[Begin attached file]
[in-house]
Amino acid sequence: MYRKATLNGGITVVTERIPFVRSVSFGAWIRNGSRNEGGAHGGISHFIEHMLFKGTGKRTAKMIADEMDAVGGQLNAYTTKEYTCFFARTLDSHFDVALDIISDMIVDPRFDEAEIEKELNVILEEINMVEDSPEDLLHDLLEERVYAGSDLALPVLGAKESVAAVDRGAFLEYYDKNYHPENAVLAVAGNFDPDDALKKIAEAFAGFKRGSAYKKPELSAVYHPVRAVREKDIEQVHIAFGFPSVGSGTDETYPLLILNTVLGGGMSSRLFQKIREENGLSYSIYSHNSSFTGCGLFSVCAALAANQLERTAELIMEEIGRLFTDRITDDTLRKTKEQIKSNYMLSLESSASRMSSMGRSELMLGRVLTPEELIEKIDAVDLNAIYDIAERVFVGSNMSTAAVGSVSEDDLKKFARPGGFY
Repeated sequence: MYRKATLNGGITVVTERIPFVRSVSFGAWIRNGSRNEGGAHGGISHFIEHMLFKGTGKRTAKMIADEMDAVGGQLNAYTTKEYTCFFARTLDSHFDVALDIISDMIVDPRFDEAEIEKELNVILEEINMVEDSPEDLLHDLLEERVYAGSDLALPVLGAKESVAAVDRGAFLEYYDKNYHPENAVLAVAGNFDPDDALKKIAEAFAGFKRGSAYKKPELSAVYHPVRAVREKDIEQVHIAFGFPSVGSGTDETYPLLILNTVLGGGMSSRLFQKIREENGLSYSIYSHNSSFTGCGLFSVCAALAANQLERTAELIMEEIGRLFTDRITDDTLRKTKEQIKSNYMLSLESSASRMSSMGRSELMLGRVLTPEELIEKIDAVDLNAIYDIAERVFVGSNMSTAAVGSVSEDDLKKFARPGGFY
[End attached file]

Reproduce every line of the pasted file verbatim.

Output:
[in-house]
Amino acid sequence: MYRKATLNGGITVVTERIPFVRSVSFGAWIRNGSRNEGGAHGGISHFIEHMLFKGTGKRTAKMIADEMDAVGGQLNAYTTKEYTCFFARTLDSHFDVALDIISDMIVDPRFDEAEIEKELNVILEEINMVEDSPEDLLHDLLEERVYAGSDLALPVLGAKESVAAVDRGAFLEYYDKNYHPENAVLAVAGNFDPDDALKKIAEAFAGFKRGSAYKKPELSAVYHPVRAVREKDIEQVHIAFGFPSVGSGTDETYPLLILNTVLGGGMSSRLFQKIREENGLSYSIYSHNSSFTGCGLFSVCAALAANQLERTAELIMEEIGRLFTDRITDDTLRKTKEQIKSNYMLSLESSASRMSSMGRSELMLGRVLTPEELIEKIDAVDLNAIYDIAERVFVGSNMSTAAVGSVSEDDLKKFARPGGFY
Repeated sequence: MYRKATLNGGITVVTERIPFVRSVSFGAWIRNGSRNEGGAHGGISHFIEHMLFKGTGKRTAKMIADEMDAVGGQLNAYTTKEYTCFFARTLDSHFDVALDIISDMIVDPRFDEAEIEKELNVILEEINMVEDSPEDLLHDLLEERVYAGSDLALPVLGAKESVAAVDRGAFLEYYDKNYHPENAVLAVAGNFDPDDALKKIAEAFAGFKRGSAYKKPELSAVYHPVRAVREKDIEQVHIAFGFPSVGSGTDETYPLLILNTVLGGGMSSRLFQKIREENGLSYSIYSHNSSFTGCGLFSVCAALAANQLERTAELIMEEIGRLFTDRITDDTLRKTKEQIKSNYMLSLESSASRMSSMGRSELMLGRVLTPEELIEKIDAVDLNAIYDIAERVFVGSNMSTAAVGSVSEDDLKKFARPGGFY